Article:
My Story So Far

In 2010, I moved to a small seaside  village called Ucluelet (you-clue-let) on the western edge of Vancouver Island in British Columbia. I arrived as a scientist, more specifically an earth scientist who worked all over the province in water resources for several years. I loved many aspects of my occupation but my creative half lay mainly dormant for holidays and occasional weekends.

The landscape here is bountiful in it's complexity and colour. I felt compelled to start depicting the flora and fauna that surrounds me just outside my doorstep. From a flash of a fish or the flick of a whale tail, I try to capture these split second moments. Other times exploring the beaches and rainforest, I seek out more slow intimate scenes discovering washed ashore treasures, intertidal creatures, and layers of the forest.

My transition from what I see as a linear reductive brain to opening up myself to the creative circular divergent self has allowed me to let go of the scientist's questions and answers. I now embrace the beautiful mystery of nature and in result I have opened up the 'artist's eye' capturing the colours, textures, and subject matter in my own personal way.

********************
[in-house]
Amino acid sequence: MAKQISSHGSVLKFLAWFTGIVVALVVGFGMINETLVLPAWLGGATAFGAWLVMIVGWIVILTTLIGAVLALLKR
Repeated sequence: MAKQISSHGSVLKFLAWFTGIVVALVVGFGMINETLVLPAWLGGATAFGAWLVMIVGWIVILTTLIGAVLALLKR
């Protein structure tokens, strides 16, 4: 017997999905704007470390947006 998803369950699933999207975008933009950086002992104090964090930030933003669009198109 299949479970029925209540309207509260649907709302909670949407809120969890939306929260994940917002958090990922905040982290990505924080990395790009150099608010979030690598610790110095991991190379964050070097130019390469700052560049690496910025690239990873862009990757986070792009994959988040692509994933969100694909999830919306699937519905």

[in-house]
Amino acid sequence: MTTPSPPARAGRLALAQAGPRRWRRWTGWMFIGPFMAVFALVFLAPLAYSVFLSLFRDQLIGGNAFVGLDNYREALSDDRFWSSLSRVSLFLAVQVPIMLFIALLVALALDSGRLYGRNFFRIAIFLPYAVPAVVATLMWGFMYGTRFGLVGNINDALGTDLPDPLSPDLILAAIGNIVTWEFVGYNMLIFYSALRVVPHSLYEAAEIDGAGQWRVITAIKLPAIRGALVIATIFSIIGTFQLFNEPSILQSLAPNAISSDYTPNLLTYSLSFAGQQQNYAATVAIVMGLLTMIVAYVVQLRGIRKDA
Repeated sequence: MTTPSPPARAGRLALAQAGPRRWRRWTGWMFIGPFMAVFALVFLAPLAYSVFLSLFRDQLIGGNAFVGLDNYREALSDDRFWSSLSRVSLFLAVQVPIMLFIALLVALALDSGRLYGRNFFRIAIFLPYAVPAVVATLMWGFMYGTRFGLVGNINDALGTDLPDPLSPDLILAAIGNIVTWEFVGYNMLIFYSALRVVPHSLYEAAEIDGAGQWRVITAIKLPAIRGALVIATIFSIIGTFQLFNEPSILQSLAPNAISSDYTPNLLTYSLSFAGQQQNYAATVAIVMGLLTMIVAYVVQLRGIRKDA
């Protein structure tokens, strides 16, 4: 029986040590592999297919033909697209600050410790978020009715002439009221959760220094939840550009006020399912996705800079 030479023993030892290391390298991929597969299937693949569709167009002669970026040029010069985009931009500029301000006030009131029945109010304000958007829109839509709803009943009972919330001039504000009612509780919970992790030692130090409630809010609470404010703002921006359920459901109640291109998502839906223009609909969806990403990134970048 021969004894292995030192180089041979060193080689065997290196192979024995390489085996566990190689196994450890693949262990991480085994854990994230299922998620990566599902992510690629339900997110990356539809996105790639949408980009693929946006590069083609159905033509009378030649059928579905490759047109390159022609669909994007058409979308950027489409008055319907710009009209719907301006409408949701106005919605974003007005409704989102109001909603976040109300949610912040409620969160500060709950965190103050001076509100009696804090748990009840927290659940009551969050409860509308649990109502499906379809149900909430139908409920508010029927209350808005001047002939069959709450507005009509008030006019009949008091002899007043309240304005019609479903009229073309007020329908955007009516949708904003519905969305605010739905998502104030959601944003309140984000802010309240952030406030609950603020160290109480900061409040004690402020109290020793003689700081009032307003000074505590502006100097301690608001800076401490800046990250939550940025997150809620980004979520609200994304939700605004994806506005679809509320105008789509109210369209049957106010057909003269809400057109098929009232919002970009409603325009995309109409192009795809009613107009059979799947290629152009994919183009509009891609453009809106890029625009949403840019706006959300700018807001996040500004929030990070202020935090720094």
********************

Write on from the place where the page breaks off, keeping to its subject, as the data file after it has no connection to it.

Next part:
I rediscovered printmaking during a workshop at the Campbell River Museum in 1998. There are many forms of printmaking and I particularly use the relief technique and reduction cut process. I have spent hundreds of hours since then practicing and developing my style shown in my work. I tend to approach my work like an impressionist, focusing on texture, colour, and representing the subject matter from an emotional fluid like place rather than working towards realism. I believe it brings the emotional experience to the forefront; adding the layers of smell, sounds, and feelings of the experience. This is the connection I have always had with nature and I now can express it visually and share it with the world.